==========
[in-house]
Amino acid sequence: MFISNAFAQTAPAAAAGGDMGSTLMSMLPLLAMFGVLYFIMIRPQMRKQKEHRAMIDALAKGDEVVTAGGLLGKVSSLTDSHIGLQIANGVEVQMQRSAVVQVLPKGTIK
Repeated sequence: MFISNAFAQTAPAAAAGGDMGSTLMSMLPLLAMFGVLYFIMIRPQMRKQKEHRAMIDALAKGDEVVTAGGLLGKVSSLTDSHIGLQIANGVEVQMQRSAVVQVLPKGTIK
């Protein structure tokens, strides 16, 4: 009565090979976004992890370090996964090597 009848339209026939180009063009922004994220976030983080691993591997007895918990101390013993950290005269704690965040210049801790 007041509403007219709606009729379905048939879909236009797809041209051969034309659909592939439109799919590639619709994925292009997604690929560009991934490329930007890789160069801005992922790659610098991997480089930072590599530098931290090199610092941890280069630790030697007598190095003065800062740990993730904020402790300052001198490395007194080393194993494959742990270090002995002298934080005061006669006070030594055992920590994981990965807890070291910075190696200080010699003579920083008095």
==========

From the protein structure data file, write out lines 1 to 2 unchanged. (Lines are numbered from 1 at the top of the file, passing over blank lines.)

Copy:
[in-house]
Amino acid sequence: MFISNAFAQTAPAAAAGGDMGSTLMSMLPLLAMFGVLYFIMIRPQMRKQKEHRAMIDALAKGDEVVTAGGLLGKVSSLTDSHIGLQIANGVEVQMQRSAVVQVLPKGTIK